Wednesday, March 3, 2010
Tea in Vietnam
During Tet, the Lunar New Year, Thang and I dutifully went to temple, and we discovered that the young monk there has recently constructed an outdoor tea-drinking room. Now, the Vietnamese have been creating outdoor rooms since long before Jamie Durie was even born, and I was reminded of the absolute mania for tea-drinking and tea-drinking paraphernalia that exists among monks in Vietnam.
While some monks drink coffee (which is viewed as a slightly disreputable tipple in Vietnam), and many monks smoke (though this is increasingly frowned-upon, particularly in the big cities), all monks cultivate an interest in tea. They consume tea the way some consume wine, buying expensive varieties and gathering together to enjoy a cup and reflect on its particular qualities.
Any visit to a monk will necessarily involve a reasonably formalised sharing of tea, normally of the bitterest variety, served in tiny little cups which are rarely washed, but always rinsed out with hot water before yours is poured. Temples are always equipped with guest reception rooms, both formal ones (with massive wooden furniture that is desperately uncomfortable), and less-formal ones which feature rustic flourishes and contemplative artworks, and normally entail sitting on the floor. Depending on how well they know you, it is in either of these rooms that monks will invite you to drink tea.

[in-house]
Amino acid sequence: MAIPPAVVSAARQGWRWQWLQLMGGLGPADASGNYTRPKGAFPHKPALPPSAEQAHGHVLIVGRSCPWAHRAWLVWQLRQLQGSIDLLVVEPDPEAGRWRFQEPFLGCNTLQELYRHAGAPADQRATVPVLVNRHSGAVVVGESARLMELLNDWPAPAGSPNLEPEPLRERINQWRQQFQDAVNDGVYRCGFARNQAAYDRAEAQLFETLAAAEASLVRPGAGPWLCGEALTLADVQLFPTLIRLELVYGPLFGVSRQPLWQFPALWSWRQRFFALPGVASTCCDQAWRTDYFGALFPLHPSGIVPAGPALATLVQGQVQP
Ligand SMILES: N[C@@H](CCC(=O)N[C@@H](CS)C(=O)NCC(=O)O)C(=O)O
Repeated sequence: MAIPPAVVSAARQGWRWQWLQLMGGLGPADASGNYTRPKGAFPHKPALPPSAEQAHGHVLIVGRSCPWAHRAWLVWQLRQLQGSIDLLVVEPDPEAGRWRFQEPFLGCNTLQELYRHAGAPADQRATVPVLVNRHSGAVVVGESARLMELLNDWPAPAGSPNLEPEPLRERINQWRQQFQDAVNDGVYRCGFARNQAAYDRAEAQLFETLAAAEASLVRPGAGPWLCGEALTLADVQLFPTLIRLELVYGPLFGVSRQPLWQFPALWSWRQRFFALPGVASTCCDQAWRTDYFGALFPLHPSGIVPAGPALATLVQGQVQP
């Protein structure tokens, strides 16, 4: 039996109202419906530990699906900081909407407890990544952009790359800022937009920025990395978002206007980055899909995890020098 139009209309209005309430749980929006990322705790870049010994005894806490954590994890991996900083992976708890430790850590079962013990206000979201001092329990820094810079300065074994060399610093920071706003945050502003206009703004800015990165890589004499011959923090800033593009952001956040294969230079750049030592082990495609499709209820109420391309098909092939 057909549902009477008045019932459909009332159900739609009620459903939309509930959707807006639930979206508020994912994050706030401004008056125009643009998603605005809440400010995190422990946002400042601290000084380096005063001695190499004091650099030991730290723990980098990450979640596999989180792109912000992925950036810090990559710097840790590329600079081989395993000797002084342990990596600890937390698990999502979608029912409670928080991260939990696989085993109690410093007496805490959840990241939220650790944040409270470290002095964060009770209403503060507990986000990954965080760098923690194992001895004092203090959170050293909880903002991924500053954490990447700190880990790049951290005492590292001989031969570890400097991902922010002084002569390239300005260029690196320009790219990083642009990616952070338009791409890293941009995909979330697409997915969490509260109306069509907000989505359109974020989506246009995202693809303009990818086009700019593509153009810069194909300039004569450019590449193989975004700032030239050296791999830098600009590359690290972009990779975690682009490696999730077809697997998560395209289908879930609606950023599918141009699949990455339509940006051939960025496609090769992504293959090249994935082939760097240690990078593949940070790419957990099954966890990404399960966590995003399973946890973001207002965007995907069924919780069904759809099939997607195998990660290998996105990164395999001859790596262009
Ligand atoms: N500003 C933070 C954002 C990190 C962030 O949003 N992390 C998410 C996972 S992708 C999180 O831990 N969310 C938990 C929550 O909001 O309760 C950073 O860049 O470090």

Tea is an export product for Vietnam, and I have noticed in the supermarkets of Cabramatta that increasingly kooky varieties of tea are coming out of Vietnam. I have been drinking mangosteen and guava teas, but I have also noticed artichoke and bitter melon teas along with the more standard jasmine and lotus.
When I am in Vietnam I often enjoy a delicious cup of Lipton served over ice in a glass, with lashings of condensed milk. But I have a sneaking suspicion that this may not be a traditional way to consume tea.